Saturday, August 21, 2010

Learning, in many ways. A Jason Fasi (BearsBearsBears) piece

From Other Ceramics

I know the artist of this piece through Teachat an online forum, in essence I know him as a Puerh drinker first, and ceramic artist second. Especially since Ceramic arts is something that is not his primary job.

That being said this piece described a little bit as a California Hagi, though I forget its actual glaze name. It is the most esoteric piece I have in my collection. Esoteric in the sense that it is "glazed" but glaze covers very little of this piece, and in essence the glazing especially on the outside seems to be applied with the same design as that of random brush strokes for accent on other Ceramics pieces I have seen online.

Though I learned from this piece, as while it is nice to look at, and nice to hold, the inside is quite rough, and it feels far to rough against the lips for me to like to drink from it often. It is odd, I have no problem with lumpy, such as Hagi is quite often lumpy against the lips, but the fact that my lips are basically being pressed against unglazed rough sandy clay, it bothers me slightly, not to mention how hard it is to clean after having matcha in it.

But I will say the form of this piece is quite refined, and rather perfect.

Wednesday, August 18, 2010

A piece that makes me go Hmmm

Seigan Sansai Square Foot Guinomi

I am sure every collector of something has one item they are not entirely sure is genuine, or that is so unique they have never really seen anything like it. Well this piece is both at once.

The box it came in does not concern me at all, as it all looks rather legitimate, what concerns me is seen in the picture. Somehow the center of the foot of this piece is glazed, the place where the artists stamp occurs. So while I can see a place where I think the stamp is, there is no way to really make out the artists stamp on the piece itself.

While the clay looks like something Seigan can easily have done, and the glaze is the Sansai glaze, one of the glazes he is known for. I have recently found out that you can go into certain ceramics stores in Japan and buy premixed glazes that are basically identical to famous glazes. Though a bit of reassurance is inside Japan, Seigan is honestly not famous enough to draw much of this sort of forgery.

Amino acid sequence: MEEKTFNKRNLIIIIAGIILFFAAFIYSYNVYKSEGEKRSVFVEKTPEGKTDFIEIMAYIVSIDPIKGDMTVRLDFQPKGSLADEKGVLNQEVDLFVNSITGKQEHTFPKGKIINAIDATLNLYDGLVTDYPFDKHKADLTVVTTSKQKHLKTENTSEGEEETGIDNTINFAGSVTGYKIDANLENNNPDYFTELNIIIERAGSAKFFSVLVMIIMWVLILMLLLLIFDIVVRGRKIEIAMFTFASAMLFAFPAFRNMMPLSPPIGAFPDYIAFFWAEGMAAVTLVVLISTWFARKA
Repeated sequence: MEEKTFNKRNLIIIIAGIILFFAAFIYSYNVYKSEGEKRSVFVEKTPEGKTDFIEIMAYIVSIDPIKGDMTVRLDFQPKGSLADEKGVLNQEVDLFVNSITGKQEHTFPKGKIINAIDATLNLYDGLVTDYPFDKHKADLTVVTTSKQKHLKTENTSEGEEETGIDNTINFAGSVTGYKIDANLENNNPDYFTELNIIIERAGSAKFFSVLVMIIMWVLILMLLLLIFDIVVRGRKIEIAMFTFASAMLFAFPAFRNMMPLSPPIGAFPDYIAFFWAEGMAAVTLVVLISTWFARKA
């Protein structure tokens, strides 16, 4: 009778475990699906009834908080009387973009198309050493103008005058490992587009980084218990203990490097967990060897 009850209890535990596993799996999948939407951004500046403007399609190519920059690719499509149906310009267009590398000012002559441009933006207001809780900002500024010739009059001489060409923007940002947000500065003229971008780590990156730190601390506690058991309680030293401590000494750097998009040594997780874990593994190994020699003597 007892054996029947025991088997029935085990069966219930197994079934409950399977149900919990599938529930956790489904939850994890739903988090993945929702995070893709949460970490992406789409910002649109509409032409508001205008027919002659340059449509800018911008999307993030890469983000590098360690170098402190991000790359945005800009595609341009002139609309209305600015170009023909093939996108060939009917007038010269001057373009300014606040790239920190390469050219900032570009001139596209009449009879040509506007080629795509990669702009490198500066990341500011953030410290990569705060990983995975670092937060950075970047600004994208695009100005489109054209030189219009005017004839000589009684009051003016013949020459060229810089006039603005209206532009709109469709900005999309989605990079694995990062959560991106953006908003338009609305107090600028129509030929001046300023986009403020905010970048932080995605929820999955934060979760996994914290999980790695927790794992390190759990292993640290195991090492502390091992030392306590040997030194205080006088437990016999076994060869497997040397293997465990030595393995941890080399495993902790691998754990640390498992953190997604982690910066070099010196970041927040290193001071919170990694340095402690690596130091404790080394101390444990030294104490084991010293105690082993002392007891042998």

So while I am always open to the fact that this piece may not actually be his, I am pretty sure it probably is, but that brings up the fact that this piece is so incredibly unique in other regards.

Notice the square foot. I have never seen Seigan or any other Hagi artist produce a square foot like that.

Wednesday, August 4, 2010

Hagi Teacups of various styles.

Looking at all my Hagi teacups that are actually able to be used for tea with ease. Two of these are Special offer so I can not say how readily similar styles are available outside Teachat Special offers, I will comment on where I have seen similar styles/ if I have seen similar styles.

From Hagi yaki
This is a classic style Yunomi by Mukuhara Kashun, and these are available in a vareity of sizes. I have seen some that are absolutely huge, and some that are about half the size of this. I think this qualifies as a medium sized Yunomi and it holds probably about 8 oz to the rim and a little more than 6 comfortably.

This was a Special offer at Teachat, and I honestly have not seen many teacups quite like this, it holds about 3 or 4 ounces making them a small teacup, but its so wide on top and is such an open bowl that it lets tea and water cool quite quickly. There are several slightly smaller Guinomi's (sake cups) in a similar style but they usually have steeper sides. But in terms of tea cups, quite a few non Hagi artists most notably American Artists have cups somewhat similar, though not as wide of a bowl.

This is billed as a wan, and these can come in several different variations, but these are rather standard and are a good all season cup. But at this point I feel I have acquired too many basic style wans. And while each is unique they are usually a bit on the plain side.

From Hagi yaki

These Tebineri (Pinch Work) Wans are almost hybrids between Classic Yunomi's and wans as all of them I have seen are a bit taller than wans but nearly as wide. I have seen a few of pinch work cups somewhat similar than these on by one of the Choun's who are known for pinch work pieces.

Sunday, August 1, 2010

Pristine or used?

Sen No Rikyu is quoted as saying "The value of a piece of teaware depends on its ability to make good tea." That being said, I feel there is a large emphasis in Western cultures put on having pristine looking ceramics among many other things. While of course I want to eat from clean plates and drink from clean glasses, I am comforted when something shows its use.

From Seven Stages of Hagi

Hagi yaki, and Korean ceramics are quite well known for the effect pictured above. When I see something like that, I personally feel "this cup has experienced tea as I have experienced it, and has stories to tell." I almost feel like the cup is an allegory for experience, this cup remembers a little bit each sip taken from it, it shows its been through quite a bit.

In contrast to pristine teaware, such as constantly washed and scrubbed porcelain. While they to might have stories to tell, I feel like when they get thoroughly cleaned, it is almost as if their memories are being completely wiped clean.

Granted a clean piece of ceramic can still look great, and show the care the creator put into its creation.

From Hagi yaki

But after extensive use, it develops in my mind so much more character.

From Seven Stages of Hagi

Again this is all personal preference, but I love my heavily used looking pieces.